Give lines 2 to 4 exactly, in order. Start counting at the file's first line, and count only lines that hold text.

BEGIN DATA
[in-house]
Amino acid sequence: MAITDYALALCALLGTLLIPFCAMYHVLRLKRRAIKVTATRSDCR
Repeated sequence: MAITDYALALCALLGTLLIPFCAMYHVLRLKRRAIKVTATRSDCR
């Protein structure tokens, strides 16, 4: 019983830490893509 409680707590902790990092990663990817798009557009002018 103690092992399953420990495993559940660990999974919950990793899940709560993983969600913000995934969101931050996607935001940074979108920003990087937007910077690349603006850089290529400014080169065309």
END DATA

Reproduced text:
Amino acid sequence: MAITDYALALCALLGTLLIPFCAMYHVLRLKRRAIKVTATRSDCR
Repeated sequence: MAITDYALALCALLGTLLIPFCAMYHVLRLKRRAIKVTATRSDCR
């Protein structure tokens, strides 16, 4: 019983830490893509 409680707590902790990092990663990817798009557009002018 103690092992399953420990495993559940660990999974919950990793899940709560993983969600913000995934969101931050996607935001940074979108920003990087937007910077690349603006850089290529400014080169065309």